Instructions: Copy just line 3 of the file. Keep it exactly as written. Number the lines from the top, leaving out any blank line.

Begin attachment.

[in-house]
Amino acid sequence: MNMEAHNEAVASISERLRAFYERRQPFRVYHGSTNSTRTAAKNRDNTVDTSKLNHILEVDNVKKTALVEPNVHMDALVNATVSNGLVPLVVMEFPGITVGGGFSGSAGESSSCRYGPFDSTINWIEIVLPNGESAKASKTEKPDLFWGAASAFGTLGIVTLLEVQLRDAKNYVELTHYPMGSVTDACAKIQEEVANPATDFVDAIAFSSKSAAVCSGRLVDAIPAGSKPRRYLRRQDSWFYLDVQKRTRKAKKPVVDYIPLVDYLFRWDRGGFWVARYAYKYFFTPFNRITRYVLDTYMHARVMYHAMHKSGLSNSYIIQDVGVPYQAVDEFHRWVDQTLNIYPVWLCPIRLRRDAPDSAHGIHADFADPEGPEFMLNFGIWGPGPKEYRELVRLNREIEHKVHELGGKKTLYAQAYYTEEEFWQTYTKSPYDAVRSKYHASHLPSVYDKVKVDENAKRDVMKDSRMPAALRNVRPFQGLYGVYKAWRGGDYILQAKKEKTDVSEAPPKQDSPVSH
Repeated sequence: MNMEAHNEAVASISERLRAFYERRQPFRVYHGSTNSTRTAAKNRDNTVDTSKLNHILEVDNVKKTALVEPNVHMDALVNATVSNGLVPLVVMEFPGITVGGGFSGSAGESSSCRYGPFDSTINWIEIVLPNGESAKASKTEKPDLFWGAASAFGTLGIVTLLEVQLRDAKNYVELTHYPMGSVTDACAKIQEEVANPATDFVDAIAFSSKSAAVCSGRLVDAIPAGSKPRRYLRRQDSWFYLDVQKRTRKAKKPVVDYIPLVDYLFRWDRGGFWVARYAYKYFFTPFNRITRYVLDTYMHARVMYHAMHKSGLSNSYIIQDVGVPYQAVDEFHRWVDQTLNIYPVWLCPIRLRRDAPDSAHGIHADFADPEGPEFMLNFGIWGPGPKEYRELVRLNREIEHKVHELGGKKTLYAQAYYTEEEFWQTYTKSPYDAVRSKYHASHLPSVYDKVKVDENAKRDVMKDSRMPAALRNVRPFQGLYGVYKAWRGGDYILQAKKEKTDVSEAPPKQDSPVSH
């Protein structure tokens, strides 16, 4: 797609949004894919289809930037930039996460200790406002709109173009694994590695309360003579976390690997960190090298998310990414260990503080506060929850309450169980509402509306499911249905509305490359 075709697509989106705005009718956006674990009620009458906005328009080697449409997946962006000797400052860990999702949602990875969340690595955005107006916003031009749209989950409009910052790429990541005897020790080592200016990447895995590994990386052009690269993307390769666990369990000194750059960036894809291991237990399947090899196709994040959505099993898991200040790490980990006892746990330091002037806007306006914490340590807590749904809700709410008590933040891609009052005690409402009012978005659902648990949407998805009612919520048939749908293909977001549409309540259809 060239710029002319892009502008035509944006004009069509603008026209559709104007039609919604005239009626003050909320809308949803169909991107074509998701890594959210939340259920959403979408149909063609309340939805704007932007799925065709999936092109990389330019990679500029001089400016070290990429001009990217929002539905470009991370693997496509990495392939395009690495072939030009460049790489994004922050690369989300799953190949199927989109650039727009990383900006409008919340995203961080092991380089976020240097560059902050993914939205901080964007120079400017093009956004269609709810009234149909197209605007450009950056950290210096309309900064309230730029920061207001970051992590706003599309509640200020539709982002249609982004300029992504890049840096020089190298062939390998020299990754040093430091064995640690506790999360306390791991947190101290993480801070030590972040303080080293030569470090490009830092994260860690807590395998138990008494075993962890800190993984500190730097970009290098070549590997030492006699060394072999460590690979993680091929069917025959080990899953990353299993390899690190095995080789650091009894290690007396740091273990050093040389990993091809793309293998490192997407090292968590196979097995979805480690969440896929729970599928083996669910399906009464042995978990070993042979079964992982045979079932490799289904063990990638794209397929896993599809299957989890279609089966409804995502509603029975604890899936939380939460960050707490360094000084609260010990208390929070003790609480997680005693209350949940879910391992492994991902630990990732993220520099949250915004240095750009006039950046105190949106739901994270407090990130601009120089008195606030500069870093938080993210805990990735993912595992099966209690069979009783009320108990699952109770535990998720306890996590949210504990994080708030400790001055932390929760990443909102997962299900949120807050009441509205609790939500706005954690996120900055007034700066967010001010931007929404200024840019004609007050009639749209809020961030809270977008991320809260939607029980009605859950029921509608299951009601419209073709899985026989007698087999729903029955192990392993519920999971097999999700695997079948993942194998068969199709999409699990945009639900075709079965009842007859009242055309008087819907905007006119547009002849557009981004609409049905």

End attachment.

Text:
Repeated sequence: MNMEAHNEAVASISERLRAFYERRQPFRVYHGSTNSTRTAAKNRDNTVDTSKLNHILEVDNVKKTALVEPNVHMDALVNATVSNGLVPLVVMEFPGITVGGGFSGSAGESSSCRYGPFDSTINWIEIVLPNGESAKASKTEKPDLFWGAASAFGTLGIVTLLEVQLRDAKNYVELTHYPMGSVTDACAKIQEEVANPATDFVDAIAFSSKSAAVCSGRLVDAIPAGSKPRRYLRRQDSWFYLDVQKRTRKAKKPVVDYIPLVDYLFRWDRGGFWVARYAYKYFFTPFNRITRYVLDTYMHARVMYHAMHKSGLSNSYIIQDVGVPYQAVDEFHRWVDQTLNIYPVWLCPIRLRRDAPDSAHGIHADFADPEGPEFMLNFGIWGPGPKEYRELVRLNREIEHKVHELGGKKTLYAQAYYTEEEFWQTYTKSPYDAVRSKYHASHLPSVYDKVKVDENAKRDVMKDSRMPAALRNVRPFQGLYGVYKAWRGGDYILQAKKEKTDVSEAPPKQDSPVSH